Based on the above, I think it is possible that there are certain magical objects – such as Secrecy Sensors and Sneakoscopes – which could detect that someone is impersonating someone else via Polyjuice Potion. However, it would seem that they do not actually confirm that the specific method is Polyjuice Potion; you would still have to figure out yourself that that was what the instruments were detecting. And they also do not actually reverse the effects of the Polyjuice Potion. But merely knowing that there is some trickery or concealment involved would often be enough. If the instruments detect something you could confine the suspect until the possible potion would wear off, or you could decide to question the suspect in such a way that would confirm the impersonation.

24

There doesn’t seem to be any known spell that reveals Polyjuice.

When Dumbledore realizes Moody isn’t actually Moody, he doesn’t use any spell on him to find out if he’s using Polyjuice. In addition, he doesn’t use any spell to force him out of his Polyjuiced form. Instead, he simply waits for the Polyjuice Potion to wear off to see who the fake Moody was.

“But I think, in the excitement of tonight, our fake Moody might have forgotten to take it as frequently as he should have done … on the hour … every hour … we shall see.’

Dumbledore pulled out the chair at the desk and sat down upon it, his eyes fixed upon the unconscious Moody on the floor. Harry stared at him, too. Minutes passed in silence …

Then, before Harry’s very eyes, the face of the man on the floor began to change. The scars were disappearing, the skin was becoming smooth; the mangled nose became whole, and started to shrink.”
- Harry Potter and the Goblet of Fire, Chapter 35 (Veritaserum)

In addition, the booklet that the Ministry hands out on protection against “dark forces” gives only security questions as a way to detect impostors using Polyjuice. If there was a spell that detected it, they’d likely mention it, even if it’s a possibly difficult spell.

4. Agree security questions with close friends and family so as to detect Death Eaters masquerading as others by use of Polyjuice Potion (see page 2).
- Harry Potter and the Half-Blood Prince, Chapter 3 (Will and Won’t)

It doesn’t seem like the people at the Ministry would be able to figure out that Harry, Ron and Hermione were impostors using Polyjuice unless they noticed them acting oddly. The only thing known to “undo” Polyjuice is the Thief’s Downfall, which isn’t a spell and only is seen in Gringotts - it may not be replicable.

The Marauder’s Map would reveal their true identity, similar charms may.

When he was using Polyjuice to disguise as Moody, the Marauder’s Map still showed Barty Crouch Jr. as “Barty Crouch”.

“I used the map I had taken from Harry Potter. The map that had almost ruined everything.’

‘Map?’ said Dumbledore quickly. ‘What map is this?’

‘Potter’s map of Hogwarts. Potter saw me on it. Potter saw me stealing more ingredients for the Polyjuice Potion from Snape’s office one night. He thought I was my father as we have the same first name.”
- Harry Potter and the Goblet of Fire, Chapter 35 (Veritaserum)

The J.K. Rowling writing on Pottermore states that it uses impressive magic, including the Homonculous Charm.

The magic used in the map’s creation is advanced and impressive; it includes the Homonculous Charm, enabling the possessor of the map to track the movements of every person in the castle, and it was also enchanted to forever repel (as insultingly as possible) the curiosity of their nemesis, Severus Snape.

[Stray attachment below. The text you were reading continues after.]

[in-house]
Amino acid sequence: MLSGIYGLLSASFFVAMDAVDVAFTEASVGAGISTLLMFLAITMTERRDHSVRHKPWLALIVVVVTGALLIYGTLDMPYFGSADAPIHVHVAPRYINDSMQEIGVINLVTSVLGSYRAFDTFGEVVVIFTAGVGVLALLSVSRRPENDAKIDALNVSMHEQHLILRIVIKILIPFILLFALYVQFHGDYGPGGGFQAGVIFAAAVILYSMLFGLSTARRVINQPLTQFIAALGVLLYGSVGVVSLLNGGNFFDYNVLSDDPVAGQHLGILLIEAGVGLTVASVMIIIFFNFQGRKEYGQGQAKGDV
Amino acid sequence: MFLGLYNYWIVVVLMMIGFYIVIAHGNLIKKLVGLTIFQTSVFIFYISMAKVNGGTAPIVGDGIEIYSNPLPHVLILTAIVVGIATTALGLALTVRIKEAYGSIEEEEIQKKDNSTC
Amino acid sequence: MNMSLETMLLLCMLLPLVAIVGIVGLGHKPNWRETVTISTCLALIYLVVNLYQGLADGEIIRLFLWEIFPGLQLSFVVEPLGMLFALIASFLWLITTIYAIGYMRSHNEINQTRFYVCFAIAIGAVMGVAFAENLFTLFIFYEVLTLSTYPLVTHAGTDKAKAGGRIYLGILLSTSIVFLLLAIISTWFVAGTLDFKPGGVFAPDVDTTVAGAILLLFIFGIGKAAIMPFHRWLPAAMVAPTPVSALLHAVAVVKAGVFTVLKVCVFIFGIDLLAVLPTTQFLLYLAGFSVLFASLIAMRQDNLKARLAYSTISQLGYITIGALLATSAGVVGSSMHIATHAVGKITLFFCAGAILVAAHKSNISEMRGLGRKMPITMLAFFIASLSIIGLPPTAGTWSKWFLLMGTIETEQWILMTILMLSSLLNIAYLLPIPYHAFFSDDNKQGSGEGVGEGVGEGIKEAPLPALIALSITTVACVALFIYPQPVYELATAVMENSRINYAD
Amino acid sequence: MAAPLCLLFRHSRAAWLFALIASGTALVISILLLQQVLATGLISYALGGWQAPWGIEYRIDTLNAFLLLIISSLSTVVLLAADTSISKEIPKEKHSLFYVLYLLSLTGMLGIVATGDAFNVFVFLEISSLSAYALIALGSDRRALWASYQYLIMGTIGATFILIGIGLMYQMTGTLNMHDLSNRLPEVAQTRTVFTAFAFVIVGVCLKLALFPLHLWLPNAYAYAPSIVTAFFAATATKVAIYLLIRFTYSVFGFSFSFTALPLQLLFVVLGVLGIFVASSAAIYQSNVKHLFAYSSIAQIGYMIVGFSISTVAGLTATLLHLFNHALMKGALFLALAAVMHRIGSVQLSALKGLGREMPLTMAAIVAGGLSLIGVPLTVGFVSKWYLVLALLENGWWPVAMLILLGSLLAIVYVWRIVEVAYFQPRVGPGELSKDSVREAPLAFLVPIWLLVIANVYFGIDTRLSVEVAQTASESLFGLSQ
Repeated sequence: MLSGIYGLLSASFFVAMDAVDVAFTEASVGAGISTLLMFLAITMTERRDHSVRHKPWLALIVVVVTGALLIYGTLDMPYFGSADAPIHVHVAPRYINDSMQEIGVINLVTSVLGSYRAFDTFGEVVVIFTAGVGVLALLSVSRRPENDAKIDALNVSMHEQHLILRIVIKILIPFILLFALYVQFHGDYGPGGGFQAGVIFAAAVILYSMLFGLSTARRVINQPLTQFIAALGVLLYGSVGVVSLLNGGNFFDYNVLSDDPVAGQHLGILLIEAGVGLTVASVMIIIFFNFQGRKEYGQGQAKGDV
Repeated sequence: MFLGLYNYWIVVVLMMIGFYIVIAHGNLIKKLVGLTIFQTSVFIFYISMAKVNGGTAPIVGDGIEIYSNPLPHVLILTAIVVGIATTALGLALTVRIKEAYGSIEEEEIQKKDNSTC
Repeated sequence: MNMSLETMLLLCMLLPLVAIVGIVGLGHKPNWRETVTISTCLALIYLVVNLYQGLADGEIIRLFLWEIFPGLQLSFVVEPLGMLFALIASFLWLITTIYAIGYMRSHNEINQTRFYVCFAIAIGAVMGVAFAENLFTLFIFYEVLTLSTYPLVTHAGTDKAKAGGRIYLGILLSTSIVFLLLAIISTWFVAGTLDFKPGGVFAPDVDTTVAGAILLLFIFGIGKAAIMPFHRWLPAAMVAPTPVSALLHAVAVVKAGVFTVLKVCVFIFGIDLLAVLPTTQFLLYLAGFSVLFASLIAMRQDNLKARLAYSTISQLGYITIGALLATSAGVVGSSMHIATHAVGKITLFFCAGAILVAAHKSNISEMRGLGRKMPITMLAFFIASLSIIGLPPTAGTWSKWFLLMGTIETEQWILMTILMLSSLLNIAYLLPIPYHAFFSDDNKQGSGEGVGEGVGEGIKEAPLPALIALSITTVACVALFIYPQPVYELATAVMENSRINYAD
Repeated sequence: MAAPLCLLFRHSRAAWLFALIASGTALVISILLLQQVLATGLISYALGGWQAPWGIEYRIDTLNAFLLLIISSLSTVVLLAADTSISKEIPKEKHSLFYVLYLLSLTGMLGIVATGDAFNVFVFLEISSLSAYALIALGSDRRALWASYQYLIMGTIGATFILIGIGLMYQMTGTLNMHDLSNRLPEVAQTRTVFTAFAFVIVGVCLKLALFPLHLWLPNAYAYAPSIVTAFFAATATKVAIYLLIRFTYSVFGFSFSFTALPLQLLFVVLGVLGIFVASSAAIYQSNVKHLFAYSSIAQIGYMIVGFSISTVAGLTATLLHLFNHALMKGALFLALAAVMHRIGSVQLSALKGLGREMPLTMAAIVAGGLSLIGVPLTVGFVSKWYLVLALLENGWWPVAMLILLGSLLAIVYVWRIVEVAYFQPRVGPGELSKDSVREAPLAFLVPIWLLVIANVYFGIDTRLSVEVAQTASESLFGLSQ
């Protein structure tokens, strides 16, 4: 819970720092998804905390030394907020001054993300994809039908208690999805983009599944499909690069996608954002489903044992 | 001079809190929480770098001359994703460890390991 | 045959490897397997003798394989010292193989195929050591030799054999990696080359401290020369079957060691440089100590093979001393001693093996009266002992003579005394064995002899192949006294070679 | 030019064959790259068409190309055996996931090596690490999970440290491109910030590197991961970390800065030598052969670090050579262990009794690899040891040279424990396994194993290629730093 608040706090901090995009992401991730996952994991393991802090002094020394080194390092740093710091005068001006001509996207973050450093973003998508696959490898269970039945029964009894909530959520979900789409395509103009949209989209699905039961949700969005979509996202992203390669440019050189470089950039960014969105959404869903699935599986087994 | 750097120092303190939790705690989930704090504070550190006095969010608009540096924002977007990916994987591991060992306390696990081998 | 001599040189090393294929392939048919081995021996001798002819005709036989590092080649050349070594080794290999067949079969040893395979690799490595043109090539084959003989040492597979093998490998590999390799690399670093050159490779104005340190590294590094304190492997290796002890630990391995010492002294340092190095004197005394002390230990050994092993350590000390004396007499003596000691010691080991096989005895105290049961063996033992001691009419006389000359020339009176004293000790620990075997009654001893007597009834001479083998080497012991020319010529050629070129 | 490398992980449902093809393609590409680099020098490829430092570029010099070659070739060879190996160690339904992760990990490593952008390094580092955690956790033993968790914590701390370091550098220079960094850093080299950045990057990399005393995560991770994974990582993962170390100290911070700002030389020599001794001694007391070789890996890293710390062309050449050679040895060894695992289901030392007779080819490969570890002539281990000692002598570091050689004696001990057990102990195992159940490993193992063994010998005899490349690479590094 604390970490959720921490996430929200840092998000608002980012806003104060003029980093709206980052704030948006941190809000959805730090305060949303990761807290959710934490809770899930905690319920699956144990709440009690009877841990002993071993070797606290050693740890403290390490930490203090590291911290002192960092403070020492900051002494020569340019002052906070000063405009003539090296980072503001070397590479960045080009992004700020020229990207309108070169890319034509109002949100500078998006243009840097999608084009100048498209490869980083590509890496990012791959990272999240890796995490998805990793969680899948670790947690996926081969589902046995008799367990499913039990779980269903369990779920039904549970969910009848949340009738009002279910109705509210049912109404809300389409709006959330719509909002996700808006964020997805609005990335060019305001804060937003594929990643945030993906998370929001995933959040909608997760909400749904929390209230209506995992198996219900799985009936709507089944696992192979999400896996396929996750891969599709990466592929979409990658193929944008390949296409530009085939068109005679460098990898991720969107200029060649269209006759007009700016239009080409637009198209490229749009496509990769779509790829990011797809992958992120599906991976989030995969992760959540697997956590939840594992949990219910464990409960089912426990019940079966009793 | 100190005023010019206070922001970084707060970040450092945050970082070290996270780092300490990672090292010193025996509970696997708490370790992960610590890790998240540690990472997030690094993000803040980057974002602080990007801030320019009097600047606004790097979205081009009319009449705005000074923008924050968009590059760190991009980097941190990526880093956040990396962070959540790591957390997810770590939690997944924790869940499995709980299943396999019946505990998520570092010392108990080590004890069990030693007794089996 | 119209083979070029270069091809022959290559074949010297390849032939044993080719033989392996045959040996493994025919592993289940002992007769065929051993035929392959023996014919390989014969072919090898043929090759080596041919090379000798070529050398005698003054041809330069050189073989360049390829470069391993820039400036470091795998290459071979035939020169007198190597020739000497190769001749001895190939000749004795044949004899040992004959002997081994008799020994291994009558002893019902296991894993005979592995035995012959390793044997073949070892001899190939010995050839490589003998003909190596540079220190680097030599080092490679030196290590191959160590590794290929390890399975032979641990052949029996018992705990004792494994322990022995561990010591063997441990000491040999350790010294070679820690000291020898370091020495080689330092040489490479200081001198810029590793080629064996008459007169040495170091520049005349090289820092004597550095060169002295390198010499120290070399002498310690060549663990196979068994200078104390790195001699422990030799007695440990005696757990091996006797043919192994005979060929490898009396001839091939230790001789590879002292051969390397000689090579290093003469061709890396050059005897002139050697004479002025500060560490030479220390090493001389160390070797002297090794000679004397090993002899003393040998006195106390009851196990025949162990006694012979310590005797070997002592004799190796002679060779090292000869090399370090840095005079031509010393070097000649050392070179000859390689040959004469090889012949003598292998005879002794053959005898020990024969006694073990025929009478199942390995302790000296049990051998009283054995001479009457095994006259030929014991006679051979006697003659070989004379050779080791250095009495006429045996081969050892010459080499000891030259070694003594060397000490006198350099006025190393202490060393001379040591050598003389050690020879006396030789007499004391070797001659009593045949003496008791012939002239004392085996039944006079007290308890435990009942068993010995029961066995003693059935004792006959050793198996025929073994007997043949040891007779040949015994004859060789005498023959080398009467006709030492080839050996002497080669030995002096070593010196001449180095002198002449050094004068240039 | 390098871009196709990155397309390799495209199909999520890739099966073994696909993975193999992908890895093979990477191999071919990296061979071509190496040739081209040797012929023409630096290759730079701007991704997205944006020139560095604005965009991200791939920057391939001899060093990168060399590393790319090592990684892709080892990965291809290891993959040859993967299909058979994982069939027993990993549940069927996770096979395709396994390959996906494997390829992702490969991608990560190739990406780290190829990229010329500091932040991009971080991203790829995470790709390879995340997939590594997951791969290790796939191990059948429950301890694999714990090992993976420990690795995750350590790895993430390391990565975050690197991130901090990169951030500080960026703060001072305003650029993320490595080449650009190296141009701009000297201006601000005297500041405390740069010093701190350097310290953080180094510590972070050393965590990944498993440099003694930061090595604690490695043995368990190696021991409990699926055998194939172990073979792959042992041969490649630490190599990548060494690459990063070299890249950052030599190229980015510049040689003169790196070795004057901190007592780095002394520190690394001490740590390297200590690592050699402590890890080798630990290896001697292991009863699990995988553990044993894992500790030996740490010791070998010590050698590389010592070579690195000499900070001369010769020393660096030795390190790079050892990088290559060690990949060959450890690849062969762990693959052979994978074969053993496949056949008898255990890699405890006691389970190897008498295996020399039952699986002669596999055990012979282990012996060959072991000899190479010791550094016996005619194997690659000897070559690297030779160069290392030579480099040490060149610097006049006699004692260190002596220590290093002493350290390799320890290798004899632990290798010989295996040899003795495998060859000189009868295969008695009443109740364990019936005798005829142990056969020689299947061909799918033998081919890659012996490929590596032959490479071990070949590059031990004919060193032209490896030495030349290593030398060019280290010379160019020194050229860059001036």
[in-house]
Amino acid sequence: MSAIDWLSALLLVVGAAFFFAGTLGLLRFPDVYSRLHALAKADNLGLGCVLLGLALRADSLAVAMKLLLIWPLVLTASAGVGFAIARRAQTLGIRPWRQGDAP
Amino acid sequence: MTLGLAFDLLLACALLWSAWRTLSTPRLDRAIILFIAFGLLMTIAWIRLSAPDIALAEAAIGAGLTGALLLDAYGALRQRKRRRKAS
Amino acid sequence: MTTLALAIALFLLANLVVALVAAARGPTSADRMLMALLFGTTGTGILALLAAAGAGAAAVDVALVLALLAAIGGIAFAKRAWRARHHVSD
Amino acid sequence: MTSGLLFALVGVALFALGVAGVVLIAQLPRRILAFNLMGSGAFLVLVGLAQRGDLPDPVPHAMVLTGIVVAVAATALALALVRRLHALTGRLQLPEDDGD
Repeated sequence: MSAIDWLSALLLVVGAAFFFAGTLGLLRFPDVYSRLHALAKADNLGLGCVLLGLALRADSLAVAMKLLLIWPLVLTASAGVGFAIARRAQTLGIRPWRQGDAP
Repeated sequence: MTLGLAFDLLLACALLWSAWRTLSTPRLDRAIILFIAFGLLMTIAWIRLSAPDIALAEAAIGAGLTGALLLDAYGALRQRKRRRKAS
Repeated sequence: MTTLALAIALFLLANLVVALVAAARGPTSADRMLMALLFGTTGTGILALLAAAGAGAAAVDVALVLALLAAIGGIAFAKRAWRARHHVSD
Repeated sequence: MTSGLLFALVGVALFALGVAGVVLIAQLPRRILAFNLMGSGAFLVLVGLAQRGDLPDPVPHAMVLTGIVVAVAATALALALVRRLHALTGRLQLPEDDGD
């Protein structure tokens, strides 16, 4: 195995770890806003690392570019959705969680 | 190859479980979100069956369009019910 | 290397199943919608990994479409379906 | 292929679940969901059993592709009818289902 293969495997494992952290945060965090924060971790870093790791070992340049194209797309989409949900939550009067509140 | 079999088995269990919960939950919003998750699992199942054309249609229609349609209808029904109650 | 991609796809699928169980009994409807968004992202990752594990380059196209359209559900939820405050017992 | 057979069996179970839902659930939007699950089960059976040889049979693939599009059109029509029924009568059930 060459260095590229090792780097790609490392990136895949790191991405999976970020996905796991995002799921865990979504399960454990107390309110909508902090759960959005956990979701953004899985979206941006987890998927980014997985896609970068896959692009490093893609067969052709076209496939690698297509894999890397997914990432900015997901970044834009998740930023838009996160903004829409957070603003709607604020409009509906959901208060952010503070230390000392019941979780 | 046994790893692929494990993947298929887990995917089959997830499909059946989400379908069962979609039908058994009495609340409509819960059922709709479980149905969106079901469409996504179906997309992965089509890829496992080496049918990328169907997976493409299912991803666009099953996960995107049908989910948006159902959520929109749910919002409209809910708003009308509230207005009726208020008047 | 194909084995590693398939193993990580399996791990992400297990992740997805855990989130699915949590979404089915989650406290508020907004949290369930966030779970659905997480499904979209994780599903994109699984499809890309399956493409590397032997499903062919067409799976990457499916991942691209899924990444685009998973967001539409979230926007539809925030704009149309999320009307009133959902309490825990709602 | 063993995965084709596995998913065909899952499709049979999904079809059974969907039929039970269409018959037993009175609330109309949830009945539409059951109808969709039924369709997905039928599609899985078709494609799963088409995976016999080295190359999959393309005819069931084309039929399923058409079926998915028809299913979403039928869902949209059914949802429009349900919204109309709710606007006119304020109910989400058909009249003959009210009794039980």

- The Marauder’s Map (Pottermore)

While it is fairly advanced magic, it’s likely that the effects could be replicated.

  • 4
    What about The Thief's Downfall, could it be used like a spell or otherwise? – SovereignSun May 22 '18 at 16:08
  • 1
    @SovereignSun It seems unlikely. It’s never seen anywhere else and the one we know of is in the form of a large waterfall at Gringotts, which is run by goblins - it’s possible it’s a goblin-specific type of magic, like their ability to forge. – Bellatrix May 22 '18 at 16:24
  • In Fantastic Beasts, Newt uses a Revealing Charm to show Grindelwald's true identity. Grindelwald might not have been using Polyjuice, but maybe in The Goblet of Fire Dumbledore just wanted Crouch Jr's tactic to be his own downfall. – PlutoThePlanet May 22 '18 at 18:14
  • 7
    @PlutoThePlanet J.K. Rowling confirmed Grindelwald wasn’t using Polyjuice Potion, that’s why I didn’t mention him. From the F.A.Q. on her new website: 5. Why did ‘revelio’ undo the effects of Polyjuice Potion? It didn’t. Grindelwald’s Transfiguration surpasses that of most wizards, so he used a spell, not a potion, to take on the appearance of Percival Graves. Link: jkrowling.com/welcome-to-my-new-website – Bellatrix May 22 '18 at 18:21
  • 1
    Also, when they convene after the Battle of Seven Potters, one of them (I think Lupin) asks personal questions rather than casting a spell. On the other hand, the Marauder Map correctly identified "Moody" as Crouch. – Acccumulation May 22 '18 at 21:44
19

It's possible to remove the potion's effects with The Thief's Downfall, as seen in the seventh book when they rob Gringotts:

[T]o Harry's horror he saw that [Hermione] was no longer Bellatrix; instead she stood there in overlarge robes, sopping wet and completely herself; Ron was red-haired and beardless again.

‘The Thief’s Downfall!' said Griphook, clambering to his feet and looking back at the deluge on to the tracks, which Harry knew, now, had been more than water. ‘It washes away all enchantment, all magical concealment! They know there are impostors in Gringotts, they have set off defences against us!'

This wouldn't tell you that Polyjuice specifically was used, however, since it removes all enchantment and concealment, but it would be pretty obvious something was used to magically alter appearance.

  • What about Harry's Invisibility Cloak? – Rivasa May 22 '18 at 19:55
  • 4
    @Annabelle Harry's cloak is revealed in the last book to be the one & only genuine cloak of invisibility, impervious to any attempts to reveal whoever is underneath. – jambrothers May 22 '18 at 22:13
  • @jambrothers, not entirely impervious - Mad-Eye Moody's eye could see through it. – Harry Johnston Aug 29 '18 at 17:19

Your Answer

By clicking “Post Your Answer”, you agree to our terms of service, privacy policy and cookie policy

Not the answer you're looking for? Browse other questions tagged or ask your own question.